“‘We consider Amazon to be the largest shopping mall in the world,’ Widrick said. ‘So whether you want to be on it or not, you have to be.’
“‘Amazon is incredibly efficient — you have access to every human being alive,’ said Katharine McKee, the founder of Morphology, a digital commerce consultancy. ‘But it's not a retailer. It's a tool, and you have to be ready to use the tool correctly.’” READ MORE
More manufacturers say they are pulling out of China. But will it stick? “For two months, millions of dollars worth of designer perfume and cologne sat untouched in a Shanghai warehouse as Covid-related lockdowns rendered the building inaccessible. For Jean Madar, founder and chairman of Inter Parfums, the lost sales validated his decision to break up with China. ‘We’re doing this even though China is way cheaper,’ Mr. Madar said. ‘How good is it to have cheaper components when you cannot get them? For a consumer-products company like us, you need to have super stability in supply.’”
“The pandemic and ensuing global supply-chain meltdown have made businesses—from beauty companies and auto manufacturers to global retailers and small businesses—rethink low-cost importing.”
“Betting against China carries risk and remains out of reach for industries with narrow profit margins, executives say. Companies such as Peloton Interactive that set out in the pandemic to uproot their China-based factories and supply chains found doing so was harder in practice.”
“‘No one can do what they do,’ said [Helga Arminak, APackaging Group’s founder and CEO], referring to China’s bigger factory workforce and available infrastructure. ‘All they do is work, and the government has been very supportive. Sadly, we are very dependent.’” READ MORE
Digital tools are making supply chains more flexible even for smaller businesses: “Consider on-demand warehousing from providers such as Flexe. These services identify unused industrial storage space and make it available to companies on a short-term basis. Sharing the space in this way enables the owner of the space to defray the cost of its unproductive asset and better align its warehousing needs with other’s demands. It allows the service buyer to meet its changing storage requirements without having to add an expensive asset to its portfolio.”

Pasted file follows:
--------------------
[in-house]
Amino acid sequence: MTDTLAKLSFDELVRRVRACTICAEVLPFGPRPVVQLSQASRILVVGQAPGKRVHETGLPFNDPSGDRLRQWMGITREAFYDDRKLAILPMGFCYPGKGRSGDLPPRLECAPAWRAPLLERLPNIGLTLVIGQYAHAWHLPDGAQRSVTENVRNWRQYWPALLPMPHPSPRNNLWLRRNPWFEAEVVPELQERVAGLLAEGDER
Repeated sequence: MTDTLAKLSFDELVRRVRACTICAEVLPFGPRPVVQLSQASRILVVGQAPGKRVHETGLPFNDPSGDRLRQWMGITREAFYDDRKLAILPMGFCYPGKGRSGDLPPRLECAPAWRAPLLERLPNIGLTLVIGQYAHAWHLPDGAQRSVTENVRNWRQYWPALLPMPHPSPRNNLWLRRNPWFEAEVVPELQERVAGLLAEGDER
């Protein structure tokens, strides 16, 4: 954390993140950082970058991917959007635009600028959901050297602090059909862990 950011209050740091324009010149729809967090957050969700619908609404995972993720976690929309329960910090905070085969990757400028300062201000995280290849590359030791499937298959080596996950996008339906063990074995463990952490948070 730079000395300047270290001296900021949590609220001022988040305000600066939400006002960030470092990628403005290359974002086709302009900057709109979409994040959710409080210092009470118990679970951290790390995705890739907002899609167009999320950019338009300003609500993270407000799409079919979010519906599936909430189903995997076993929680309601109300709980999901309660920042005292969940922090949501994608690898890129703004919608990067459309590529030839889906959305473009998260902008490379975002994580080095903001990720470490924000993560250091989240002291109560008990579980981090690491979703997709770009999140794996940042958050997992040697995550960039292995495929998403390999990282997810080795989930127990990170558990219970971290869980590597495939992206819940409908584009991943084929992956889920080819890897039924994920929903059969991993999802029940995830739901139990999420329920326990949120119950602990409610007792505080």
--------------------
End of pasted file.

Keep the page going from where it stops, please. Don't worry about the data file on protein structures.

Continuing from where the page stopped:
“The owner might have to accept that companies interested in sharing its warehouse facility may be arch-rivals — an accommodation that was difficult to justify before digital transformation opened the door to this type of service.”
“Then there is the Walmart GoLocal platform, which allows other retailers, restaurants, or online services, small and large, to use Walmart’s own delivery platform to complete last-mile deliveries to other merchants’ customers.”
“Platform users gain access to the retailer’s transportation network as well as external gig drivers.” READ MORE
Shipping rates have fallen dramatically, a sign that goods could get much cheaper very soon: “The good news is that shipping rates are indeed falling globally, and the supply chain is righting itself. Flexport, a tech-enabled freight forwarder, has seen rates drop from highs of around $20,000 per container to $10,000. And Dave Lissman, a sales manager at importer Port Royal Sales, said he was finally seeing some easing after a long period of pain. ‘As of recently,’ he said, ‘there has been some slight room for negotiation.’ Also encouraging is that Flexport has seen a 35-percent reduction in shipping transit times, according to Anders Schulze, its global head of ocean and trucking. So those long waits for living room furniture might start abating. And now that congested ports are loosening up, prices might fall further as idle ships come back into service.”
“‘It’s still much higher than historical averages,’ Schulze said. ‘But it’s pointing down, which is exciting.’” READ MORE